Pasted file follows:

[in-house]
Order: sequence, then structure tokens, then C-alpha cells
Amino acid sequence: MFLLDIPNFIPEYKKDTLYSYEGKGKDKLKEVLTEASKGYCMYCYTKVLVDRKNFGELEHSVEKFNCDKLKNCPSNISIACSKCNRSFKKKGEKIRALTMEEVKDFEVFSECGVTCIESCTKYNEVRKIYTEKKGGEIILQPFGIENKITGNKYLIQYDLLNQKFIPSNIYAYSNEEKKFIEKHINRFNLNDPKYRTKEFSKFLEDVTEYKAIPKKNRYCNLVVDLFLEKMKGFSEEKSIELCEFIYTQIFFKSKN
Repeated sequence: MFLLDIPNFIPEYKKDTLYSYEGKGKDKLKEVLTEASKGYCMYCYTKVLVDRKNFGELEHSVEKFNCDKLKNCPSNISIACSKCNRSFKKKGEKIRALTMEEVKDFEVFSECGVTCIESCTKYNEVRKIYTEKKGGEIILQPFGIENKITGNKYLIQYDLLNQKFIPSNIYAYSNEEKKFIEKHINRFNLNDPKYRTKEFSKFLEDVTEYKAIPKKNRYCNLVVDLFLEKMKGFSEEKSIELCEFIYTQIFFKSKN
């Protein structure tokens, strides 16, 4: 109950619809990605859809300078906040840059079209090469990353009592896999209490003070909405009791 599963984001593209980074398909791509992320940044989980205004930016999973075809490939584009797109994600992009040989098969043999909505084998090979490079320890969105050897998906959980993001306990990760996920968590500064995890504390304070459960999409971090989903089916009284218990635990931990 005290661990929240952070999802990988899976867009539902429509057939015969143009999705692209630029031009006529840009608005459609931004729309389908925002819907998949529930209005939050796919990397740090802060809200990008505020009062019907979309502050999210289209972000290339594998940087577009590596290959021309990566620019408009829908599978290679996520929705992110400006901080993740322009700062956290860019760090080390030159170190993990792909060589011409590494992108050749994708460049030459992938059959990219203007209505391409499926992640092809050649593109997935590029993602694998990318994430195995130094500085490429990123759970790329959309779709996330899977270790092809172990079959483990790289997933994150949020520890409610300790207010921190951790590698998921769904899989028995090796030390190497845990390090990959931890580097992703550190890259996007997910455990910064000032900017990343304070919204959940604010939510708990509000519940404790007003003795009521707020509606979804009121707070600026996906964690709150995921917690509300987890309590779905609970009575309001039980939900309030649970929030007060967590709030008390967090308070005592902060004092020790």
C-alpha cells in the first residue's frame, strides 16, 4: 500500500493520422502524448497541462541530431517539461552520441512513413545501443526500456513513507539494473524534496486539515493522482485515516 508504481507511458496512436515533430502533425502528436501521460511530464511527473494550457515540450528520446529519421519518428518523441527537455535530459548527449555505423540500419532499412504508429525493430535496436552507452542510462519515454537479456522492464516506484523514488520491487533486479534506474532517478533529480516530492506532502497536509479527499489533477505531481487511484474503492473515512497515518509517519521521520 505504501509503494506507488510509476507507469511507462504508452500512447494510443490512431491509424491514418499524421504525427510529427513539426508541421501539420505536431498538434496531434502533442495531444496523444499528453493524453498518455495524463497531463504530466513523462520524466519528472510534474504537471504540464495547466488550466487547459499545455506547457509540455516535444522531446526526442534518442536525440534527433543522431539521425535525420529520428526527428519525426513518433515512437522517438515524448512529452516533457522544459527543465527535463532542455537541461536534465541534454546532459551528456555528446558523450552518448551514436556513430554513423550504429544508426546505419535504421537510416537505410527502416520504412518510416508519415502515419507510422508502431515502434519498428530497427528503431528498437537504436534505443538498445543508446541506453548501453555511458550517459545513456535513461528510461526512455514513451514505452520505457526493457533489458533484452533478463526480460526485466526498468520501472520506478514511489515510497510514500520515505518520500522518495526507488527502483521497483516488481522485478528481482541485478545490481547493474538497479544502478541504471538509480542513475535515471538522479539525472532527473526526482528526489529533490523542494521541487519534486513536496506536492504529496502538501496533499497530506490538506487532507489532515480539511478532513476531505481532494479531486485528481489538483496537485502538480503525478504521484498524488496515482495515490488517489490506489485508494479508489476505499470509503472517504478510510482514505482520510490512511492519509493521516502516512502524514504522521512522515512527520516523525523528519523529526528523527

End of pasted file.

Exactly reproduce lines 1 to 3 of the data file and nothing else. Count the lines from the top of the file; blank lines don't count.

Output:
[in-house]
Order: sequence, then structure tokens, then C-alpha cells
Amino acid sequence: MFLLDIPNFIPEYKKDTLYSYEGKGKDKLKEVLTEASKGYCMYCYTKVLVDRKNFGELEHSVEKFNCDKLKNCPSNISIACSKCNRSFKKKGEKIRALTMEEVKDFEVFSECGVTCIESCTKYNEVRKIYTEKKGGEIILQPFGIENKITGNKYLIQYDLLNQKFIPSNIYAYSNEEKKFIEKHINRFNLNDPKYRTKEFSKFLEDVTEYKAIPKKNRYCNLVVDLFLEKMKGFSEEKSIELCEFIYTQIFFKSKN